Here’s a look at six ideas that could affect to how we live, work and play.
From their Mobile Money accounts, users will be able to direct-deposit paychecks, deposit checks via smartphone camera, make purchases, pay bills and withdraw cash from 42,000 ATMs across the country, T-Mobile said.
2. The computer chip that cancels out sound waves. From Forbes:
The company has already gained acceptance in data centers, where its chip is valued for its ability to reduce server noise without affecting airflow. Silentium has also found a receptive audience in the transportation industry. Barath said the company is working with a variety of automotive and aerospace seat makers who are gearing up to manufacture noise-cancelling headrests. The idea, Barath explains, is to create a quiet bubble that lets a person enjoy desired sounds, like music or a movie, without having to suffer the roar of engines and other aural assaults.
3. Verizon, Amazon could be threats to cable.
Cable companies such as Comcast and Time Warner are in trouble. Customers are disappearing, cord-cutting is hot, and alternatives such as Netflix are strengthening. Now Amazon is reportedly considering an online pay-TV service complete with live channels. Verizon just purchased an online video-streaming service, which paves the way for it to become a larger player in TV programming and what becomes of it.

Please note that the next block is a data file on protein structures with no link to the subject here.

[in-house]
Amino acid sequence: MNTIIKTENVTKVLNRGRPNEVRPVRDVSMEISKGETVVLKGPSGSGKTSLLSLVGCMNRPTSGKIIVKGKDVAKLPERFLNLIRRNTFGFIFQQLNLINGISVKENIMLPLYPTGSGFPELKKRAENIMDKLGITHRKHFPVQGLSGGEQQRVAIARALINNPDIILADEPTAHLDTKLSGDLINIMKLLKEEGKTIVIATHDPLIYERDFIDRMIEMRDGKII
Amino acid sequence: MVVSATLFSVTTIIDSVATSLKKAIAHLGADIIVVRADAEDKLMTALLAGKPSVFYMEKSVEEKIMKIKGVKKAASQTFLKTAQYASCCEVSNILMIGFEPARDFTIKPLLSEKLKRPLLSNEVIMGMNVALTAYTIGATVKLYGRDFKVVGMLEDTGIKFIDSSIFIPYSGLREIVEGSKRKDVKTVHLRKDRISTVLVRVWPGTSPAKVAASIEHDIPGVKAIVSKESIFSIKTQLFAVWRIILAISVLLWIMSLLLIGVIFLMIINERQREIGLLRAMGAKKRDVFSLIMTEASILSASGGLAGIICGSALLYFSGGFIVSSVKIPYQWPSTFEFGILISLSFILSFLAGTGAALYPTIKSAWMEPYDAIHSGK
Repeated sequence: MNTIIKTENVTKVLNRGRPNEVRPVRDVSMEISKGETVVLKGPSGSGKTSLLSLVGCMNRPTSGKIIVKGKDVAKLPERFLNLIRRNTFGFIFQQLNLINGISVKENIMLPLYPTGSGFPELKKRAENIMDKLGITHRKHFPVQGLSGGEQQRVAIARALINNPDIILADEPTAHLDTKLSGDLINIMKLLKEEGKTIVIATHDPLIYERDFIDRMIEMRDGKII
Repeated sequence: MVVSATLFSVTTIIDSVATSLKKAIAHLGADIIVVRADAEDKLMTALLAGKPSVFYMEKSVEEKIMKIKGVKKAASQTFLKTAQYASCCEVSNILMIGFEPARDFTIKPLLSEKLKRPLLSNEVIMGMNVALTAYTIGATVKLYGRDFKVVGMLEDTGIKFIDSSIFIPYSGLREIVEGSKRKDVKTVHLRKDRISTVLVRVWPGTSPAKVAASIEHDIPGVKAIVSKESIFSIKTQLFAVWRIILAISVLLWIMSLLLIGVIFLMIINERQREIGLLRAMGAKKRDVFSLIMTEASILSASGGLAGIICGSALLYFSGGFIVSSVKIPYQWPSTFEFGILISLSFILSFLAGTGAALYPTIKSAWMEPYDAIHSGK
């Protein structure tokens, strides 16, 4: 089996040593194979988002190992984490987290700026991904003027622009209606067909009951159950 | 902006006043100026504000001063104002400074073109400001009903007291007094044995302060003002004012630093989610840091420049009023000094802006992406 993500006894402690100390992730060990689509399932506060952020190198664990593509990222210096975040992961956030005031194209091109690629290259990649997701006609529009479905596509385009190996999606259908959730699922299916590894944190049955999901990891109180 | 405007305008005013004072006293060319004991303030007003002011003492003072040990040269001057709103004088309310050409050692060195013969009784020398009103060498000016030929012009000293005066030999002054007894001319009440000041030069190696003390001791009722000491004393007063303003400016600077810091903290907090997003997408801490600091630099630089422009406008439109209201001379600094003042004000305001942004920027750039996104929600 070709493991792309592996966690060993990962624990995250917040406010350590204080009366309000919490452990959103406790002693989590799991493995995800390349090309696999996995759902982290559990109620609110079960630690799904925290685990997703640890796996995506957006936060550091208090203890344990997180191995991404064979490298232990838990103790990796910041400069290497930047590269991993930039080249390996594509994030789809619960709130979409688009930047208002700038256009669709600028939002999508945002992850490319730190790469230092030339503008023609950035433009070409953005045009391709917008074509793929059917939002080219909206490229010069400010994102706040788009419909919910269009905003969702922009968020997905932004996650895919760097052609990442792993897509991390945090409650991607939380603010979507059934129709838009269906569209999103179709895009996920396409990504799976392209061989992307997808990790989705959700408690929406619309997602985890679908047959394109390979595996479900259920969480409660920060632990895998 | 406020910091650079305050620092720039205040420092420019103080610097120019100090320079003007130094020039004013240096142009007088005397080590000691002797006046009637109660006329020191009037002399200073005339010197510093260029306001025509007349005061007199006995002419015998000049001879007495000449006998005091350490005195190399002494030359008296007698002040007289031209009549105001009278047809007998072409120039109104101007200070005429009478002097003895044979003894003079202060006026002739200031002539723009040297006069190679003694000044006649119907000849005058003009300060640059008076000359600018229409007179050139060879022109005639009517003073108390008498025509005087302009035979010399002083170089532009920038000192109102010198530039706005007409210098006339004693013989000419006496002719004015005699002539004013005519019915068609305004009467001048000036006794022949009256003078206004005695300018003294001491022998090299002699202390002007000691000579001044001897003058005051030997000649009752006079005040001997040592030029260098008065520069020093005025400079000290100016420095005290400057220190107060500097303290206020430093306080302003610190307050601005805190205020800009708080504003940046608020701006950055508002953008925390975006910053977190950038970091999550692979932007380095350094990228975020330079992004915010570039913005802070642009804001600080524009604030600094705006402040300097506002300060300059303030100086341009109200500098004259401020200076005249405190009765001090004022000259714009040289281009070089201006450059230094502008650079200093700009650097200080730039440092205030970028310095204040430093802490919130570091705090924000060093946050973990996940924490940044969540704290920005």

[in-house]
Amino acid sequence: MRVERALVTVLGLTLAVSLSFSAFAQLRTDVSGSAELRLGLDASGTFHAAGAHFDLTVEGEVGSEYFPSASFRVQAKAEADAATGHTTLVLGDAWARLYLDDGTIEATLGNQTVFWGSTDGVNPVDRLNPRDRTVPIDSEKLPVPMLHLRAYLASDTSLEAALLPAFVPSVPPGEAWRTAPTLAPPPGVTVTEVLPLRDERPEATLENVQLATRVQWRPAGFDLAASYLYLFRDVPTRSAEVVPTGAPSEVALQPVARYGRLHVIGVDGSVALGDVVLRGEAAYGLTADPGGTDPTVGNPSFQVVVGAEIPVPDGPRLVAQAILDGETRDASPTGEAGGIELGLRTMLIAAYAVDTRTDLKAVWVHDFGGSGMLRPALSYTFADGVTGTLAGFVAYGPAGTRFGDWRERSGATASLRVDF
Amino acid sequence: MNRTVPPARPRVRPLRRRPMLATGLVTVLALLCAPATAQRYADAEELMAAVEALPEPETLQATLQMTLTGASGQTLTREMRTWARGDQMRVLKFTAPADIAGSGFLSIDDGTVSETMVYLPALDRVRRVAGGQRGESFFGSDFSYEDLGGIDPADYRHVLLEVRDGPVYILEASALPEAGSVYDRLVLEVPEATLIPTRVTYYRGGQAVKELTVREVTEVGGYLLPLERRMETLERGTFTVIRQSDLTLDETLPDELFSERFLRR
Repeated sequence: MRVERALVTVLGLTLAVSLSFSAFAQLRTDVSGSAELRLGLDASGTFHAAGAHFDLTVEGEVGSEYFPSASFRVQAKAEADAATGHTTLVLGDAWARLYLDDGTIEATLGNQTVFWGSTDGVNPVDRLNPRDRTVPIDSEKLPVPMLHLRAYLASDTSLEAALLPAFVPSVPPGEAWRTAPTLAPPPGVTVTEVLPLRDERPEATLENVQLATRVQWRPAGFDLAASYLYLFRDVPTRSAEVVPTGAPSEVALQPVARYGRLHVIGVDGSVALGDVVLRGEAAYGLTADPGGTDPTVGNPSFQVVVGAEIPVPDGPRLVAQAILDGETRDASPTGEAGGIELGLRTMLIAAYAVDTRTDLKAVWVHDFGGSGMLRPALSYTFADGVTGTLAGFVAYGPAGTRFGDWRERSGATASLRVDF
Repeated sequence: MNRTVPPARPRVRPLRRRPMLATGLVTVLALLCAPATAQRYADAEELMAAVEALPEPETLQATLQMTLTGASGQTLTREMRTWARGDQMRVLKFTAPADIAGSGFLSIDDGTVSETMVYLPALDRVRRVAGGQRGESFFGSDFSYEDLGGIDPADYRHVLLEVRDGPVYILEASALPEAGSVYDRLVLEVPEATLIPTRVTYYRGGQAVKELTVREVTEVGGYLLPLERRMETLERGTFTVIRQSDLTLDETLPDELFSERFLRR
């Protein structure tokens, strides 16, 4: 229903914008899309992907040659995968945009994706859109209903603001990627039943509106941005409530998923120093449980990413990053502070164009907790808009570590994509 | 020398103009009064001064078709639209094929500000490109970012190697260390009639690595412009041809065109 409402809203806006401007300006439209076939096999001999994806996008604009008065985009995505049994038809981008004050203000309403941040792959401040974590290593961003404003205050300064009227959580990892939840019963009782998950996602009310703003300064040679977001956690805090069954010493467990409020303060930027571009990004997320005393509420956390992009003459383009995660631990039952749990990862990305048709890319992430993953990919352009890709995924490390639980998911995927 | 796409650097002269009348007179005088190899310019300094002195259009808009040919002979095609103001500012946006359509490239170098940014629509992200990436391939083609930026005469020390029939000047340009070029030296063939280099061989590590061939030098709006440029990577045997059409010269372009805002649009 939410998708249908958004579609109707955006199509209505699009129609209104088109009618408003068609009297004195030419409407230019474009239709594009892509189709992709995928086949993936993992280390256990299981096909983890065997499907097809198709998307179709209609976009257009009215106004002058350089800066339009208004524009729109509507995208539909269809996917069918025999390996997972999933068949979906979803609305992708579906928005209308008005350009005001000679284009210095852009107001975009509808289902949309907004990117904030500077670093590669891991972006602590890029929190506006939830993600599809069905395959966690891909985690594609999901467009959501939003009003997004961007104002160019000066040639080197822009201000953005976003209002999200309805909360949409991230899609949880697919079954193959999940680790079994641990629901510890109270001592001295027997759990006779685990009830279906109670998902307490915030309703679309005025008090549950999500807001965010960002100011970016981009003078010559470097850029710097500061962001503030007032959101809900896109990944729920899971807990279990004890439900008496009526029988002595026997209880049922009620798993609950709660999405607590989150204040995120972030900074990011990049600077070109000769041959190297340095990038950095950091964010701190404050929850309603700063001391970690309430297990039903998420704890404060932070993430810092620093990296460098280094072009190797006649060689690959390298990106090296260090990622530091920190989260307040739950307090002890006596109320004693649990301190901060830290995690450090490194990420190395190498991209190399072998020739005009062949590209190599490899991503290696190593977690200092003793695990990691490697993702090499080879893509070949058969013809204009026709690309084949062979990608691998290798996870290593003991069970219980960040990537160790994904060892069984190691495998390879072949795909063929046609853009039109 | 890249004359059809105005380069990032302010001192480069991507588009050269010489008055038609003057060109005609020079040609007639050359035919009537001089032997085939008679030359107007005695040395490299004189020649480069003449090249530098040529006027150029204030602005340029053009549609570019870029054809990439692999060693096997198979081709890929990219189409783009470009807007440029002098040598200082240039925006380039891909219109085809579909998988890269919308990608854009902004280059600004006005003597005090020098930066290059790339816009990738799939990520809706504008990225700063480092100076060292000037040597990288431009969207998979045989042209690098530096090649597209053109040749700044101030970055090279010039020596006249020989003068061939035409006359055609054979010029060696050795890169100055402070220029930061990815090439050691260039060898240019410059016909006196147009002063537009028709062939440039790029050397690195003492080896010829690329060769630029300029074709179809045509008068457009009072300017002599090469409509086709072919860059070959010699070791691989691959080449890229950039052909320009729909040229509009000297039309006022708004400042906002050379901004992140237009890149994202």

4. The interactive resume. Robby Leonardi’s resume is in a class of its own.
5. Does Apple need an iPhablet? From Venturebeat:
Last year, 20 million phablets (smartphones with screens larger than 5.5 inches) shipped to consumers around the world. And according to the analysts at Juniper Research, that figure will rise by 100 million units over the next four years — meaning that by 2018, manufacturers will be shipping 120 million phablets per year.Any way you slice it, that’s going to be a multi-billion dollar pie — a pie of which Apple currently has no slice whatsoever.
6. Long stories find a home on the small screen. From The Atlantic:
Buzzfeed published a piece called “Why I Bought a House in Detroit for $500.” The story ended up getting more than a million pageviews, which is notable because it is also more than 6,000 words long. The other notable thing: 47 percent of those views came from people accessing the story on mobile devices. And while people who read the piece on tablets spent an average of more than 12 minutes with the story, those doing so on phones spent more than 25 minutes—a small eternity, in Internet time.